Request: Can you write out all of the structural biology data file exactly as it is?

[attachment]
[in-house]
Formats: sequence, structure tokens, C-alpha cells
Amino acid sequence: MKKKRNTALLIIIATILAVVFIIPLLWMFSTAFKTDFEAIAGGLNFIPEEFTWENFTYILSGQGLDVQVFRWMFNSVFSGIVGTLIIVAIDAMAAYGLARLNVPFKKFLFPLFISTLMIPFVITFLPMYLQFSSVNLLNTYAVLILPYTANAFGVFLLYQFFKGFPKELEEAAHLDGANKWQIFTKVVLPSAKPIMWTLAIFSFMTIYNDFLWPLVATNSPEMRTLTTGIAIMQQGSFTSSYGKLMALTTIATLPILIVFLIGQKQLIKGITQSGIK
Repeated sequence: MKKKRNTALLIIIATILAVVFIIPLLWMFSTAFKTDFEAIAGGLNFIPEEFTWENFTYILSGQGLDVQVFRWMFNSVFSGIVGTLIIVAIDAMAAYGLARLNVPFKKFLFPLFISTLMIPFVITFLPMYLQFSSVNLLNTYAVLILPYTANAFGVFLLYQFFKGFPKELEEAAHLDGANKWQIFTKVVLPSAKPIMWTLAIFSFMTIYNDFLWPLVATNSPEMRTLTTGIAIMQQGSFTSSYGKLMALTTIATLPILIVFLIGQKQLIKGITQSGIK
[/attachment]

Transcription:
[in-house]
Formats: sequence, structure tokens, C-alpha cells
Amino acid sequence: MKKKRNTALLIIIATILAVVFIIPLLWMFSTAFKTDFEAIAGGLNFIPEEFTWENFTYILSGQGLDVQVFRWMFNSVFSGIVGTLIIVAIDAMAAYGLARLNVPFKKFLFPLFISTLMIPFVITFLPMYLQFSSVNLLNTYAVLILPYTANAFGVFLLYQFFKGFPKELEEAAHLDGANKWQIFTKVVLPSAKPIMWTLAIFSFMTIYNDFLWPLVATNSPEMRTLTTGIAIMQQGSFTSSYGKLMALTTIATLPILIVFLIGQKQLIKGITQSGIK
Repeated sequence: MKKKRNTALLIIIATILAVVFIIPLLWMFSTAFKTDFEAIAGGLNFIPEEFTWENFTYILSGQGLDVQVFRWMFNSVFSGIVGTLIIVAIDAMAAYGLARLNVPFKKFLFPLFISTLMIPFVITFLPMYLQFSSVNLLNTYAVLILPYTANAFGVFLLYQFFKGFPKELEEAAHLDGANKWQIFTKVVLPSAKPIMWTLAIFSFMTIYNDFLWPLVATNSPEMRTLTTGIAIMQQGSFTSSYGKLMALTTIATLPILIVFLIGQKQLIKGITQSGIK